I inspected this tank at a home inspection, and stated the bottom appeared to be fiberglassed. The owner had his oil supplier examine the tank and they stated the tank bottom was not fiberglassed. That is was a part of the normal construction of the tank. The home buyer called me and passed that information and asked again what I thought. I told him I wouldn’t argue with the oil company but in my opinion that is fiberglassed. Am I wrong here?
It is obvious that the tank has rusted out and needs replacement.
Oil tanks are known to rust from the inside out, I have seen fiberglass patches often, It is a temporary repair. The average life span of an oil tank is around 20 years.
I don’t think that’s fiberglass, that’s the original finish and was just the only area that wasn’t painted when they painted it black.
Like someone else said, it was likely painted to cover up rust.
Never seen that on the bottom of an oil tank before. Looks like a patch job.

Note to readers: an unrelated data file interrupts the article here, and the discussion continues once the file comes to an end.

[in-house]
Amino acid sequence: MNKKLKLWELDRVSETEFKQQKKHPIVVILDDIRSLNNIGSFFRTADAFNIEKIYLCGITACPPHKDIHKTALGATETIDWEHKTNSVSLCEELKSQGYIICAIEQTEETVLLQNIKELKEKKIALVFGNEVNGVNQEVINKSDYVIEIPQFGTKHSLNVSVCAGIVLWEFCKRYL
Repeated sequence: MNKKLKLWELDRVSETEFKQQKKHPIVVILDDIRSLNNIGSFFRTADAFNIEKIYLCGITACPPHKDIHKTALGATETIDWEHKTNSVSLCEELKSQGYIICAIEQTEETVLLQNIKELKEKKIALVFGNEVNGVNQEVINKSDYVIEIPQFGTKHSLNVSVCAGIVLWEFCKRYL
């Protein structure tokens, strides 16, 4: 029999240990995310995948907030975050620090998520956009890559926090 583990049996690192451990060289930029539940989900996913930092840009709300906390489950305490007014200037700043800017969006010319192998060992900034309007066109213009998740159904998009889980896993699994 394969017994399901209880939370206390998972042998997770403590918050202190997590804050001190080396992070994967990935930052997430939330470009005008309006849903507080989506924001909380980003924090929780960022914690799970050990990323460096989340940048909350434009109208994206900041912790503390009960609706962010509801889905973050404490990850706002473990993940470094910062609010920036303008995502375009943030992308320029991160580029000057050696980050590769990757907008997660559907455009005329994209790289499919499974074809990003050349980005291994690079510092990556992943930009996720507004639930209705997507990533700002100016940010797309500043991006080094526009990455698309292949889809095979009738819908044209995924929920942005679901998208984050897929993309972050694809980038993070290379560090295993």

Put in the report what the seller said and to have his oil supplier put in writing that the oil tank is in good condition.
Sound advice from the CMI! Thank you.
You can see it’s a patch of sort, that is not normal for that type of oil tank. Oil spill can cost $100,000+ depending on the area to remedy. No licensed oil contractor/plumber I know is going to okay that in writing. BTW, oil tanks often fail when they are filled… the truck’s pump dumps the oil so fast that if the tank is weak… it finally gives.
before purchase of property…
I agree with Scott.
Looks like its also filled with vermiculite to absorb the oil.
Being a licensed oil burner technician I wouldn’t even touch the burner if I found a tank like that. The tank also looks to have a leak around the fill line (oil staining around the 1-1/4 in pipe). Like was mentioned I would have the oil company put it in writing that it’s safe before the property is closed on to limit liability.
Also looking at the fiberglass you can tell it doesn’t follow the tank contours all the way down either. Fiberglass is only allowed as a temp fix in some states into we can get a new tank installed for the customer and usually we only have a certain number of days to replace the tank (most are only 30 days) if your insurance allows that long as well.
Thanks, Travis…appreciate your input.